Chase Elliot won his first race. Jerry Markland/Getty Images
The Monster Energy Cup series hits the high banks of Michigan international Sunday for this week's Consumers Energy 400. Last week at Watkins Glen, Chase Elliott FINALLY was able to pick up his first career victory. While he was clearly the best car in the closing stages, the win did not come easy for the third year driver as he not only had to outrun the defending champion in Martin Truex Jr, but also he had to save enough gas to make sure he could even get to the finish line.
During the final laps, it looked like Truex was going to steal another victory this season but just couldn’t seem to get around Elliott. Due to how hard he was driving to catch him, Truex ran out of fuel in the final turn sealing the win for Elliott. For many, this was a very popular victory as Chase was greeted with thundering applause from the crowd, and the fans at the track and at home all knew that they had truly witnessed something special. Overall, was Watkins Glen the most exciting finish of the season? No. Probably not, but who knows, this could very well be the beginning of a legendary career for one of NASCAR’s many rising talents.
One of the biggest storylines of last week was the struggles of Jimmie Johnson. All throughout the day, his Lowes Camaro ran mediocre at best and while he wasn’t the worst, he had nowhere near the speed that his teammates Chase Elliott and William Byron had.
He ran around 16th for the most part of the race until he was involved a crash with A.J. Allmendinger with 10 laps remaining that relegated him to a 13th place finish. While he may make the playoffs since at this point he has a pretty substantial lead over 17th, there are a lot of things that can happen that would see Johnson miss the playoffs for the first time over the course of his illustrious 16 year career.
For this to happen, two drivers currently outside of the top 15 in points would need to win a race. This is truly uncharted water for Johnson as he as now in the midst of his longest winless streak of his career. Will he win a race this year? If you would have asked me maybe two months ago, I would have said absolutely, but right now I just don’t know. Over the course of his last four starts, his best finish is 10th at New Hampshire, and this race team has just not shown me that they can contend for victories. Regardless, I still think that he will be able to make the round of 16 on points and then after that who knows what could happen. Look for Jimmie to try and rebound and get back in a rhythm at Michigan.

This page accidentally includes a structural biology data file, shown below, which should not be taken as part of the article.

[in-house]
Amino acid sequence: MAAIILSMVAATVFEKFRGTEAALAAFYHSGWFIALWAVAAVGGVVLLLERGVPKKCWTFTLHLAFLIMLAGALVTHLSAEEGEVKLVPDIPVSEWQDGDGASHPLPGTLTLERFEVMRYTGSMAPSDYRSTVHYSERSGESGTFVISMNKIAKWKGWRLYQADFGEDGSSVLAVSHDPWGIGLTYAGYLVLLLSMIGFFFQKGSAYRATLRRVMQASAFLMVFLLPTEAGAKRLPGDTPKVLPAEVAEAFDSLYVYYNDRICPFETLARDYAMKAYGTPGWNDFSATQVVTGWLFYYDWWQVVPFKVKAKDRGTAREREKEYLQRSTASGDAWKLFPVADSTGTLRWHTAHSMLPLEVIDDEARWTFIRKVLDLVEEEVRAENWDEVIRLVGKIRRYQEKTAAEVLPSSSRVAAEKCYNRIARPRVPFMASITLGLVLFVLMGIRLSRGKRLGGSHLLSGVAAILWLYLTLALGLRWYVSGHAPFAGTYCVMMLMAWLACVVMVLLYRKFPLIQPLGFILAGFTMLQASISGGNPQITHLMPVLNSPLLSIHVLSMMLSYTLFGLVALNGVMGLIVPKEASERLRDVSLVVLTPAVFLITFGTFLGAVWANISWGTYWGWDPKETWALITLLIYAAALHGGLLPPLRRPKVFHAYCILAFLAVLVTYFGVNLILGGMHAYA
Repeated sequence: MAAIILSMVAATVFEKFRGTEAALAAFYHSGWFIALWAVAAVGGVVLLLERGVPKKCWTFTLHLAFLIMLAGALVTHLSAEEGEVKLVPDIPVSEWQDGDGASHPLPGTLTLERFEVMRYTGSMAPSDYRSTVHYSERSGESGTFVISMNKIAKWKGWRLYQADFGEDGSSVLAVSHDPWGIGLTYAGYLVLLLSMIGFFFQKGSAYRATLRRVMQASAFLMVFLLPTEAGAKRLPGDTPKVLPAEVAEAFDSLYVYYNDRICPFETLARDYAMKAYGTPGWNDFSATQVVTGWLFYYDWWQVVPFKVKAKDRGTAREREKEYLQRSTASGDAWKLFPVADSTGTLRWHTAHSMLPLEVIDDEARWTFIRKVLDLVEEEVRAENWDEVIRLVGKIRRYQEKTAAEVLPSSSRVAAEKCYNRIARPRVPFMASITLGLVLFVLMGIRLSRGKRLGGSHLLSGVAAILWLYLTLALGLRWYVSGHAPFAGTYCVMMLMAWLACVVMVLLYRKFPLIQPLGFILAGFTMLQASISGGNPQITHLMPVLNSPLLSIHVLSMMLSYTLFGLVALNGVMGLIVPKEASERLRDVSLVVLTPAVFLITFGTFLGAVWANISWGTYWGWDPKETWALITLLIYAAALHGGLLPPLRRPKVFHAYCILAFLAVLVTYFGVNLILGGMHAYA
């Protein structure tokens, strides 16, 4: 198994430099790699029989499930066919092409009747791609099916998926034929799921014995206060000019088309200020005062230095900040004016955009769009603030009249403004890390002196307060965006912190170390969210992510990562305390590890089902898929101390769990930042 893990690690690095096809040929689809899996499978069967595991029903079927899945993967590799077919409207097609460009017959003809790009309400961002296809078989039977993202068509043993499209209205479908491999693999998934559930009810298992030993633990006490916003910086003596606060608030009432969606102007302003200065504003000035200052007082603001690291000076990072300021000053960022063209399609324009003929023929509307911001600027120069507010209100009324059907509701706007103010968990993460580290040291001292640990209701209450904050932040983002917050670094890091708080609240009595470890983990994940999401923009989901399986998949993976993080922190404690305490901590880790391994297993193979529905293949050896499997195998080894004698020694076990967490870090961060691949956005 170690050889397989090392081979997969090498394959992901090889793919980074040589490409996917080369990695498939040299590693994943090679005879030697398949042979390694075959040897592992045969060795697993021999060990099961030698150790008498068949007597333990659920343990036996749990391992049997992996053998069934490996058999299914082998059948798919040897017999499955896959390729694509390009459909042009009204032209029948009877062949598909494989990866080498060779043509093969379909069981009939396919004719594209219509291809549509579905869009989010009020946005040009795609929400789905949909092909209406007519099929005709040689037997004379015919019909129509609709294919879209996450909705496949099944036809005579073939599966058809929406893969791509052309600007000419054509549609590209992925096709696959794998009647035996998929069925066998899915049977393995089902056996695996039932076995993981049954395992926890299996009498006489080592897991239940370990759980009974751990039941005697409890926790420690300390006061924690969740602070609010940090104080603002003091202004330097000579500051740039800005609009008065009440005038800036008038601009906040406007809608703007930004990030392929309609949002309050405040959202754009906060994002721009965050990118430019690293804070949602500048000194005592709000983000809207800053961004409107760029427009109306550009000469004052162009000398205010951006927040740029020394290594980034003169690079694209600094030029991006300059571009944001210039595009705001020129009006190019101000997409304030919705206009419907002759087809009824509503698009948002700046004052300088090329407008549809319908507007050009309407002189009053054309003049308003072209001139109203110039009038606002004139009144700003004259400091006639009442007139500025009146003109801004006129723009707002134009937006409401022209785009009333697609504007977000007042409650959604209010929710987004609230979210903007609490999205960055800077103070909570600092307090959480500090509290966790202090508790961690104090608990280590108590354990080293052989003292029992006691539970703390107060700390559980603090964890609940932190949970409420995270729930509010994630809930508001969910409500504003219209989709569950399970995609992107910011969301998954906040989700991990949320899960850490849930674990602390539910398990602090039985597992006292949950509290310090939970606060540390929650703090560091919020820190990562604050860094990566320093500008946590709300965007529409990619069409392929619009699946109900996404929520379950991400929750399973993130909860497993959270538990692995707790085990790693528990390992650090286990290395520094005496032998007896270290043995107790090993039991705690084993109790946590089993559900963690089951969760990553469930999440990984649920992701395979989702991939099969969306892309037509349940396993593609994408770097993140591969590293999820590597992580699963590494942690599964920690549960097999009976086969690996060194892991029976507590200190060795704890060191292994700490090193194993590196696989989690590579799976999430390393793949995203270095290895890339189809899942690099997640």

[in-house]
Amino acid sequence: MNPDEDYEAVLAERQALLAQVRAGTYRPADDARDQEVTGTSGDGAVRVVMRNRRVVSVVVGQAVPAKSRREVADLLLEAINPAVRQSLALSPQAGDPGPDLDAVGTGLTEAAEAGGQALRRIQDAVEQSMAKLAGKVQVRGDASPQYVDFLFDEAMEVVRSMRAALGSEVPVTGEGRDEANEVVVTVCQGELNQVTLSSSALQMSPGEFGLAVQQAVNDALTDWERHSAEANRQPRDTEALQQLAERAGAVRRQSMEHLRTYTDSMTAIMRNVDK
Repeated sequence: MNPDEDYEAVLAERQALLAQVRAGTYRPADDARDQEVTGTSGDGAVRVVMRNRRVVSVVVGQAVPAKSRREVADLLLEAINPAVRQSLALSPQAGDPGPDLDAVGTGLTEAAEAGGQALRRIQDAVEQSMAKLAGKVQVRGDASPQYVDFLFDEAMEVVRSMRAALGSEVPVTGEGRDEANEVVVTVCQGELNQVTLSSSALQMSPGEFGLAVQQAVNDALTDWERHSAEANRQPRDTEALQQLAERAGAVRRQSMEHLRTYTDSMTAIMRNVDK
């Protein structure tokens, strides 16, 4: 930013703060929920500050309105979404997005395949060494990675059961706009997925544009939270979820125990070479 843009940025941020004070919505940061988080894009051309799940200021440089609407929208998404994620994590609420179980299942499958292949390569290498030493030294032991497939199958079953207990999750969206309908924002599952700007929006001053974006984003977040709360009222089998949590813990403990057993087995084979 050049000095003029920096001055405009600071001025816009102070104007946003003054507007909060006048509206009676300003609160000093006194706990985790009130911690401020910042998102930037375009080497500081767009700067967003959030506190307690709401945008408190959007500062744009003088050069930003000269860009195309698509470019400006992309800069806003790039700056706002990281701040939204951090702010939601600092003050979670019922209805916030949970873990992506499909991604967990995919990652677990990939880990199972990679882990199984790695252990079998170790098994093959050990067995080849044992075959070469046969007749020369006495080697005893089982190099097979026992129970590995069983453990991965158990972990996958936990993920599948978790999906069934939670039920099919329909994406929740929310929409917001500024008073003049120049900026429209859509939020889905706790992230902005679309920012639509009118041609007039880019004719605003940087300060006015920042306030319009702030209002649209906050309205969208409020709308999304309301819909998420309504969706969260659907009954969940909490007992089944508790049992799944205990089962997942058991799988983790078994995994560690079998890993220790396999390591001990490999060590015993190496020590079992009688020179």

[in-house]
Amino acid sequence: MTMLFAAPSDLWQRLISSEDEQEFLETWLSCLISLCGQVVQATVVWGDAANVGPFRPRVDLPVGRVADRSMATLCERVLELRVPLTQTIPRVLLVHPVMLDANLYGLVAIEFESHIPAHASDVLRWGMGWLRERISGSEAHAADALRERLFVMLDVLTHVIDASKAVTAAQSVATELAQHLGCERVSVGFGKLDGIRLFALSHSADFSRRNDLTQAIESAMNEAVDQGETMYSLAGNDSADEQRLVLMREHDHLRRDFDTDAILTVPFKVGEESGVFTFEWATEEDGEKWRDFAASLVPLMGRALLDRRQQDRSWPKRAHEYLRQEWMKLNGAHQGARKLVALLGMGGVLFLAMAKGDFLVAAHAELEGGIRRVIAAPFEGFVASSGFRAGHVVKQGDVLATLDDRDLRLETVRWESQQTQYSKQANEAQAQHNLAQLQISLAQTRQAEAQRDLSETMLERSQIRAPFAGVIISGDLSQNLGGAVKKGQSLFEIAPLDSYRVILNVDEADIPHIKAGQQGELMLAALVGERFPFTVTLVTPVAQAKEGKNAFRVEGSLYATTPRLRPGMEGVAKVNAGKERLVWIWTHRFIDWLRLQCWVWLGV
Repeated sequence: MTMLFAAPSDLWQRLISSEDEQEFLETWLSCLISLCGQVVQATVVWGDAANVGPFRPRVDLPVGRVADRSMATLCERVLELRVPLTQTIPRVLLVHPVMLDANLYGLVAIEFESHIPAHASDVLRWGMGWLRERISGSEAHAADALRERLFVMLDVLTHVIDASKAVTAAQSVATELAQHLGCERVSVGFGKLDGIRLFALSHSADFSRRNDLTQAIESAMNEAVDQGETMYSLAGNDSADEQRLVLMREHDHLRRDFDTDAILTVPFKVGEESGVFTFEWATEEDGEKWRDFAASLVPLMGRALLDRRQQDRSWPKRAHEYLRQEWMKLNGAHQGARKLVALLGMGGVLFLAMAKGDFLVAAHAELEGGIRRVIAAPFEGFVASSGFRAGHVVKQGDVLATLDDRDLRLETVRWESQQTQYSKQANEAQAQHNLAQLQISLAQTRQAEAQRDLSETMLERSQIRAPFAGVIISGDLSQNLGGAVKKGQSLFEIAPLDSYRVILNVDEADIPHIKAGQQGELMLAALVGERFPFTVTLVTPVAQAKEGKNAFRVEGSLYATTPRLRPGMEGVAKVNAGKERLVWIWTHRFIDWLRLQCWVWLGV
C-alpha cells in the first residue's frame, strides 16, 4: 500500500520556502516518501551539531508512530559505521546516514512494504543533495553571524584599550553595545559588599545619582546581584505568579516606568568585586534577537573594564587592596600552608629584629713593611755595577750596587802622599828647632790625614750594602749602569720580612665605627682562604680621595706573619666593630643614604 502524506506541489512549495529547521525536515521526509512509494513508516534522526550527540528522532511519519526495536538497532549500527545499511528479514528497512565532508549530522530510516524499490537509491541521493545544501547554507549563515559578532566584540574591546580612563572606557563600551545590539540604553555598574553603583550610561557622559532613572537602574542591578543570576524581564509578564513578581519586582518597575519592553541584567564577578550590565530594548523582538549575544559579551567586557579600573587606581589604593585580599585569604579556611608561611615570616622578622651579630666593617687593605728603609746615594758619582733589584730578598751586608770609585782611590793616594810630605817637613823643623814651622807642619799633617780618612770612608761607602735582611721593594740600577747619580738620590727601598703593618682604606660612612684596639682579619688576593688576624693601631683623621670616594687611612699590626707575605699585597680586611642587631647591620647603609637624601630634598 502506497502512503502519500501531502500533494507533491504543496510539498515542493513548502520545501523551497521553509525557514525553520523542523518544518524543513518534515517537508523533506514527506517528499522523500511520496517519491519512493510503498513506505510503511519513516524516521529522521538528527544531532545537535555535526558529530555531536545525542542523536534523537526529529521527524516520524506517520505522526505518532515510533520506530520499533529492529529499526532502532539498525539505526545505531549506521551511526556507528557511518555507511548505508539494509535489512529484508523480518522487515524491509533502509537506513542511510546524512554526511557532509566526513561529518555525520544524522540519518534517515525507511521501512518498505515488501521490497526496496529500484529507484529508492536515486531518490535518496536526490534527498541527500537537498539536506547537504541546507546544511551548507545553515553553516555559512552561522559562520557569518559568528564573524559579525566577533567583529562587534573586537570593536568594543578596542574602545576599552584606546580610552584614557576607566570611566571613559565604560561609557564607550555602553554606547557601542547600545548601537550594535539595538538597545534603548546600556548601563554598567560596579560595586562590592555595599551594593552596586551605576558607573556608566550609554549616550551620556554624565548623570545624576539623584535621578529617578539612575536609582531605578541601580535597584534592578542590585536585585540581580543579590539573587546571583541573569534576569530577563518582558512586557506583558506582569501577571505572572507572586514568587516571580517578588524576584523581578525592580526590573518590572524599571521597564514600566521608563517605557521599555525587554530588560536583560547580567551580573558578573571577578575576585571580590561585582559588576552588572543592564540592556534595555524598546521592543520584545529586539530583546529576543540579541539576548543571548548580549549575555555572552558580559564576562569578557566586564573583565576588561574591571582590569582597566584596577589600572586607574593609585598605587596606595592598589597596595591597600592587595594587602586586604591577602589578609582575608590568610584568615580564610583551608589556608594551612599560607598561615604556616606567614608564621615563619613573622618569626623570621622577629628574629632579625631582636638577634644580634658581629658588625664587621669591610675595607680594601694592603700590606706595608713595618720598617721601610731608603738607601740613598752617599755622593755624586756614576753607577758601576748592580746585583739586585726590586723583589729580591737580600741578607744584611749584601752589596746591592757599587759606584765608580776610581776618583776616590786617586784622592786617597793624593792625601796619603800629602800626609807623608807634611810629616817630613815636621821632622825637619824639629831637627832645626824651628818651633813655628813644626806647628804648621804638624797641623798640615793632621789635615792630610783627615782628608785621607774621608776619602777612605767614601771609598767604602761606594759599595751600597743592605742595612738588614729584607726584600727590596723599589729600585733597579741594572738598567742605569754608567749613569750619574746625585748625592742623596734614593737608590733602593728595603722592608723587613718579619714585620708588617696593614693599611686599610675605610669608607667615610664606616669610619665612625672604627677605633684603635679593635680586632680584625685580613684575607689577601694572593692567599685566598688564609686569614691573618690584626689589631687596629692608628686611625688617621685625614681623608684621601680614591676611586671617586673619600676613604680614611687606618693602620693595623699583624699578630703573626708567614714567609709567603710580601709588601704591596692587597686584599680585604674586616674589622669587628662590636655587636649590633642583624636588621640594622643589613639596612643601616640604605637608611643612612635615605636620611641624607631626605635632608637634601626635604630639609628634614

The favorite going into this week has to be defending Michigan winner Clint Bowyer. The last time the Monster Energy Cup Series came here in June, Bowyer was able to fend off his Stewart Haas racing teammates of Kevin Harvick and Kurt Busch before the rain came and ended the race prematurely. Regardless of Michigan not being anywhere close to his best race track over the course of his career, winning this race in June had to be a big momentum booster and I would not be surprised in the slightest if he was able to go out and sweep both races this year and further solidify himself as the fourth championship contender.
This weekend's winner will be the same guy who won last weekend at Watkins Glen, Chase Elliott. Listen, while Kyle Larson might be the more logical choice I am still going with NASCAR’s newest golden child. Last weekend, Chase drove the best race that I have seen him run his entire career and now that he has that elusive first win what's to stop him from him from backing it up with another one? Besides, this is easily his best track. In all five of his starts at Michigan, he could have won here at least three times. I think this year, Elliott will battle Larson all the way down to the final laps and finally get revenge on Larson and all those times he has finished second to him over the last two years. Look for Elliott to get Hendrick Motorsports back to their old ways come Sunday.
(All stats and information used in this article is brought to you by the good folks at driveraverages.com and Racing-Refrence.com the best website for all NASCAR stats).
Houston Astros skipper Joe Espada wasted no time this week at spring training by answering one of the most talked about questions of the offseason.
Espada revealed that newly-acquired free agent Josh Hader will be the team's closer and will pitch the ninth inning, with Ryan Pressly working as the setup man.
Bryan Abreu will be tapped to pitch the seventh inning, but it wouldn't shock anyone if he had the best season of the three. But after Abreu, things get interesting in the bullpen.
Who pitches the sixth inning?
Astros GM Dana Brown gave Rafael Montero a vote of confidence, saying he's “legit.”
While we have our concerns about Montero after he finished with an ERA over five last year, there's reason for hope. The nature of relief pitchers halving up and down seasons from year to year could work in Montero's favor.
And with the salary that's already committed to him, Brown will likely give him every opportunity to justify his contract. It will be fascinating to see how Espada deploys him early on. You have to think with the boss man backing Montero, Espada will be on board too.
But if he does struggle, will Espada quickly stop using him in critical situations? The good news is, the team won't often have to turn to him in high leverage situations with Abreu, Pressly, and Hader ready to handle those duties.
Be sure to watch the video above for the full discussion about the Astros 'pen, and much more!
Don't miss Stone Cold 'Stros (an Astros podcast) every week on SportsMapHouston's YouTube channel!